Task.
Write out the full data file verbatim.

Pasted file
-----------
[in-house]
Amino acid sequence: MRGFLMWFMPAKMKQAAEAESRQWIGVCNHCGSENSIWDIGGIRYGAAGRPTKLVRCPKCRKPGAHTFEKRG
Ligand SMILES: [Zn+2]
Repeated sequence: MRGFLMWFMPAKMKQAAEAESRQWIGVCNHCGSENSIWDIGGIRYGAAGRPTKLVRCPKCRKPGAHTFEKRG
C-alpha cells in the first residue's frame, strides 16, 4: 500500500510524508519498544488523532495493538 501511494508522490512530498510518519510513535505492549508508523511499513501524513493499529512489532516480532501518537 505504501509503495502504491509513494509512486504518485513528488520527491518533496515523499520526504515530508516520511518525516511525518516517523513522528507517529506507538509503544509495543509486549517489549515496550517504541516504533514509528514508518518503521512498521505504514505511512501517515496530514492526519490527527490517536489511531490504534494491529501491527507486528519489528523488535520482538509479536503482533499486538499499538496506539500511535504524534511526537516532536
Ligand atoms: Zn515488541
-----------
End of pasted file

[in-house]
Amino acid sequence: MRGFLMWFMPAKMKQAAEAESRQWIGVCNHCGSENSIWDIGGIRYGAAGRPTKLVRCPKCRKPGAHTFEKRG
Ligand SMILES: [Zn+2]
Repeated sequence: MRGFLMWFMPAKMKQAAEAESRQWIGVCNHCGSENSIWDIGGIRYGAAGRPTKLVRCPKCRKPGAHTFEKRG
C-alpha cells in the first residue's frame, strides 16, 4: 500500500510524508519498544488523532495493538 501511494508522490512530498510518519510513535505492549508508523511499513501524513493499529512489532516480532501518537 505504501509503495502504491509513494509512486504518485513528488520527491518533496515523499520526504515530508516520511518525516511525518516517523513522528507517529506507538509503544509495543509486549517489549515496550517504541516504533514509528514508518518503521512498521505504514505511512501517515496530514492526519490527527490517536489511531490504534494491529501491527507486528519489528523488535520482538509479536503482533499486538499499538496506539500511535504524534511526537516532536
Ligand atoms: Zn515488541